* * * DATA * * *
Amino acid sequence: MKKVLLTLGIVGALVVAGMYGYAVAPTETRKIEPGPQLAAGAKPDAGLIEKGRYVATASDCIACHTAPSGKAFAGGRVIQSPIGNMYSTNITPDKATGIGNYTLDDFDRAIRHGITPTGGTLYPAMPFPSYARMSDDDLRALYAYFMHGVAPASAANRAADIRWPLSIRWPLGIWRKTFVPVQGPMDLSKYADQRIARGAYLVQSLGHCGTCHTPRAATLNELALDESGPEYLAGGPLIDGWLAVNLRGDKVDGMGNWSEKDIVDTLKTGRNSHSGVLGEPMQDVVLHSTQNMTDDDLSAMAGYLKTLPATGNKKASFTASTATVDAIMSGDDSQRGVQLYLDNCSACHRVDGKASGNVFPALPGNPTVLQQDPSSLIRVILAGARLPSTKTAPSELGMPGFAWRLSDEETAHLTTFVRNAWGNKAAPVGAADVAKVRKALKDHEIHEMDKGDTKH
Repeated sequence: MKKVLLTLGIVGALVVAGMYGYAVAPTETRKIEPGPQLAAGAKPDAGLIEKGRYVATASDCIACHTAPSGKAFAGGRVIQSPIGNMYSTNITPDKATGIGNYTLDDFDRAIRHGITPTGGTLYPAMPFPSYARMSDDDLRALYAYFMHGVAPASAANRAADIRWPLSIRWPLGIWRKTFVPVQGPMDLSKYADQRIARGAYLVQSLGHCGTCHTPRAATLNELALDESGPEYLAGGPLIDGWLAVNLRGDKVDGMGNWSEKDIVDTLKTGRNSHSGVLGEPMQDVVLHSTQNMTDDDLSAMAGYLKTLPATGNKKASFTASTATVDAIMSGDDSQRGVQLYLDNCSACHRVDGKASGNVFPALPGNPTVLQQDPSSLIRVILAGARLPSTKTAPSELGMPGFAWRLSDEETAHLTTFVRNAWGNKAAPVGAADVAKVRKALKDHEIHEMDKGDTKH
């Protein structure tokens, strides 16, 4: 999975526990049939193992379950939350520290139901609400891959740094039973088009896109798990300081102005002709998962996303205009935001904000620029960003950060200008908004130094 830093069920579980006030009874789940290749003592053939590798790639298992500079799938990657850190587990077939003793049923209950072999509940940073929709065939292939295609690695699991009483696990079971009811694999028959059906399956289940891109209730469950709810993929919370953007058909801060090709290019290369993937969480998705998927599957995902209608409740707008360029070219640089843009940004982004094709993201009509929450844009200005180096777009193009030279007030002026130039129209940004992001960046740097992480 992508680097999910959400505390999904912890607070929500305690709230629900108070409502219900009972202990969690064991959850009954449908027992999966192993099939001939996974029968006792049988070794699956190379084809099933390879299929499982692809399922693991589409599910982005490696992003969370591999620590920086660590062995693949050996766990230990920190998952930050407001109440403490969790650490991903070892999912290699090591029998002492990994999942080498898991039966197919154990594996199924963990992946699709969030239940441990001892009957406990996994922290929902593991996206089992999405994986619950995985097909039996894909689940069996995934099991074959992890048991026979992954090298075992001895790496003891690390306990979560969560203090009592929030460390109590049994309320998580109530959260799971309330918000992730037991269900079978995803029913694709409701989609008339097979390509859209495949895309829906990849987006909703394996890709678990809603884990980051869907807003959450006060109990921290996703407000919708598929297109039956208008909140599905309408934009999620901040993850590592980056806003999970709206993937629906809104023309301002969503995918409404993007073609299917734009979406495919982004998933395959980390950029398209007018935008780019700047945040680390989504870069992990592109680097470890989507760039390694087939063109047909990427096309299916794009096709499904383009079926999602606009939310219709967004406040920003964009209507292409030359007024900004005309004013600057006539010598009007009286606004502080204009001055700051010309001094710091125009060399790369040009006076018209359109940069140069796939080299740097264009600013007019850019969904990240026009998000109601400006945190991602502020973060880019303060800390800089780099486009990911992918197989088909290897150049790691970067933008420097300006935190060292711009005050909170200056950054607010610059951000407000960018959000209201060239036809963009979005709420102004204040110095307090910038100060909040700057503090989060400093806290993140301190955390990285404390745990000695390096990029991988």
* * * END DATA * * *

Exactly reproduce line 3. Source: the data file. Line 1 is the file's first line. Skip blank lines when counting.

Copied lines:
């Protein structure tokens, strides 16, 4: 999975526990049939193992379950939350520290139901609400891959740094039973088009896109798990300081102005002709998962996303205009935001904000620029960003950060200008908004130094 830093069920579980006030009874789940290749003592053939590798790639298992500079799938990657850190587990077939003793049923209950072999509940940073929709065939292939295609690695699991009483696990079971009811694999028959059906399956289940891109209730469950709810993929919370953007058909801060090709290019290369993937969480998705998927599957995902209608409740707008360029070219640089843009940004982004094709993201009509929450844009200005180096777009193009030279007030002026130039129209940004992001960046740097992480 992508680097999910959400505390999904912890607070929500305690709230629900108070409502219900009972202990969690064991959850009954449908027992999966192993099939001939996974029968006792049988070794699956190379084809099933390879299929499982692809399922693991589409599910982005490696992003969370591999620590920086660590062995693949050996766990230990920190998952930050407001109440403490969790650490991903070892999912290699090591029998002492990994999942080498898991039966197919154990594996199924963990992946699709969030239940441990001892009957406990996994922290929902593991996206089992999405994986619950995985097909039996894909689940069996995934099991074959992890048991026979992954090298075992001895790496003891690390306990979560969560203090009592929030460390109590049994309320998580109530959260799971309330918000992730037991269900079978995803029913694709409701989609008339097979390509859209495949895309829906990849987006909703394996890709678990809603884990980051869907807003959450006060109990921290996703407000919708598929297109039956208008909140599905309408934009999620901040993850590592980056806003999970709206993937629906809104023309301002969503995918409404993007073609299917734009979406495919982004998933395959980390950029398209007018935008780019700047945040680390989504870069992990592109680097470890989507760039390694087939063109047909990427096309299916794009096709499904383009079926999602606009939310219709967004406040920003964009209507292409030359007024900004005309004013600057006539010598009007009286606004502080204009001055700051010309001094710091125009060399790369040009006076018209359109940069140069796939080299740097264009600013007019850019969904990240026009998000109601400006945190991602502020973060880019303060800390800089780099486009990911992918197989088909290897150049790691970067933008420097300006935190060292711009005050909170200056950054607010610059951000407000960018959000209201060239036809963009979005709420102004204040110095307090910038100060909040700057503090989060400093806290993140301190955390990285404390745990000695390096990029991988």